State-of-the-art instruments for detecting extraterrestrial life
Jeffrey L. Bada*
Scripps Institution of Oceanography, University of California at San Diego, La Jolla, CA 92093-0212
"Surely one of the most marvelous feats of 20th-century science would be the firm proof that life exists on another planet. In that case, the thesis that life develops spontaneously when the conditions are favorable would be far more firmly established, and our whole view of the problem of the origin of life would be confirmed." Stanley Miller and Harold Urey wrote that in 1959 (1). Unfortunately, their dream has not been realized, and as we begin this new millennium the question of whether life exists beyond the Earth remains unanswered. However, there are reasons for optimism that in the not-too-distant future we may have an answer.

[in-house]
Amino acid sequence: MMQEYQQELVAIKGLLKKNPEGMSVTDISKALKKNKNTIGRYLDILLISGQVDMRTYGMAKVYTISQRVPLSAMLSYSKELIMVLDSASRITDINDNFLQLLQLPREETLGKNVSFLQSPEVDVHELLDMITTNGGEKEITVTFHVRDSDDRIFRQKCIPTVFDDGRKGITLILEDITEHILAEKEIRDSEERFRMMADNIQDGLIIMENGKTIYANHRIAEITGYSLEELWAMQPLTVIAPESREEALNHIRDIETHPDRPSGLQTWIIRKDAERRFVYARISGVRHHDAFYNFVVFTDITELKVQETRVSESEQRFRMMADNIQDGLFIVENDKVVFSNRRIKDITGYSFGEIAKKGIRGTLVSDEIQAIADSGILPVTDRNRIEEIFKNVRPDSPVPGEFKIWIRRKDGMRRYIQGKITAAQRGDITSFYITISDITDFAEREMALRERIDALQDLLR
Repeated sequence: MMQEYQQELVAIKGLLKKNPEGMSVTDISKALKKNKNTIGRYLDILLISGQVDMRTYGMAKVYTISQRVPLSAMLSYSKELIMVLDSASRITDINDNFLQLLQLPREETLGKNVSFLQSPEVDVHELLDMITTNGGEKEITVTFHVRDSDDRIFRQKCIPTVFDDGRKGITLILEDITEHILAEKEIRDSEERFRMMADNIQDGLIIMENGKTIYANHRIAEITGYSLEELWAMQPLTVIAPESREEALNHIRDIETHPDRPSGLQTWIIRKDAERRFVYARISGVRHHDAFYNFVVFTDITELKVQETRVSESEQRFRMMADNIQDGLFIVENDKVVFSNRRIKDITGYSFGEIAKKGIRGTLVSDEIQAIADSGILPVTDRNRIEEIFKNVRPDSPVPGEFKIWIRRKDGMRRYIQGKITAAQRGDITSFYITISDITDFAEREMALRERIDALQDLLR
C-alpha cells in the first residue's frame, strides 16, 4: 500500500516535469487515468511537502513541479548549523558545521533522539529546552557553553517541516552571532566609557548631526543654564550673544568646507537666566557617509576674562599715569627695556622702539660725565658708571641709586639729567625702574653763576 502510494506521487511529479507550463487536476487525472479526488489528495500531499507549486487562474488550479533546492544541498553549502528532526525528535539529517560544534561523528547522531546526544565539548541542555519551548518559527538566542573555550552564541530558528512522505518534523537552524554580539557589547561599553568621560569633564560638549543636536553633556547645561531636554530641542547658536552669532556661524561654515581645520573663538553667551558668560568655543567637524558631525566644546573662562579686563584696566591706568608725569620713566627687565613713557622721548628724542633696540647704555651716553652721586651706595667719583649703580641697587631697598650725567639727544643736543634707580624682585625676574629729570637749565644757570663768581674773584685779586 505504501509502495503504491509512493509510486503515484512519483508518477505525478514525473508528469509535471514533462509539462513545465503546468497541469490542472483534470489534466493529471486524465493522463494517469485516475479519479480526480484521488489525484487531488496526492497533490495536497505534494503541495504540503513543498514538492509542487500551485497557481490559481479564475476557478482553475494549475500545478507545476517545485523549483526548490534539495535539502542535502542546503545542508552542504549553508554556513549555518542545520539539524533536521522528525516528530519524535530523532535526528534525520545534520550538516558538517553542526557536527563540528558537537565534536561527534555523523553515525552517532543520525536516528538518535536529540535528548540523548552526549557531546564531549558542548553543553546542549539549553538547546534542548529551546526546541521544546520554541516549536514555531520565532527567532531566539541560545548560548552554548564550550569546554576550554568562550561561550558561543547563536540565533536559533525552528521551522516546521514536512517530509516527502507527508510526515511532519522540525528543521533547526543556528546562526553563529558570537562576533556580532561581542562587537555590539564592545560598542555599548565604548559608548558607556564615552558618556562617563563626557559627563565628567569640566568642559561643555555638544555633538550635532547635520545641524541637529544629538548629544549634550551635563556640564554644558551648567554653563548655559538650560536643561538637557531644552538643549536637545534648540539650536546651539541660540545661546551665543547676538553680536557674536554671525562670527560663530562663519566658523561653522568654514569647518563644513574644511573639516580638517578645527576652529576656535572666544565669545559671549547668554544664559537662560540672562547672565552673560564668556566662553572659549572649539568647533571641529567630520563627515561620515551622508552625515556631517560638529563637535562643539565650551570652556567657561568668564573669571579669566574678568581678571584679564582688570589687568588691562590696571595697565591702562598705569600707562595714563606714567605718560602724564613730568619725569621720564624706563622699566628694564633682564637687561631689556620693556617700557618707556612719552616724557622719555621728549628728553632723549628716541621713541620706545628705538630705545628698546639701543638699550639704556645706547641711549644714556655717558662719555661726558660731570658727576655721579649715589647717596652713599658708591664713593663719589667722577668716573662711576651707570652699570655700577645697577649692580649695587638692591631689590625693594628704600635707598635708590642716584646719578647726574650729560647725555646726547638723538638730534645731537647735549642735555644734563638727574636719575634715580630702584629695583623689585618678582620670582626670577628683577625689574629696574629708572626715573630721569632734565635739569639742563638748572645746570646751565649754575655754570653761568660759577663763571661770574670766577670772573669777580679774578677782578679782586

In assessing the possibility that life either exists now, or has in the past, on some other planet or moon, we must be able to evaluate whether the conditions there are, or were, compatible with life as we know it on Earth. As Alfred Russel Wallace emphasized at the beginning of the 20th century (2), the first requirement for life is liquid water; without it, as far as we know, life is impossible. The same reasoning also applies to organic compounds. Carbon-based polymers such as nucleic acids and proteins make up the core molecules required to carry out the central biological functions of replication and catalysis. Without these functions, life as we know it could not exist.
Source: Proc. Natl. Acad. Sci. USA vol. 98, no. 3, pp. 797-800, January 30, 2001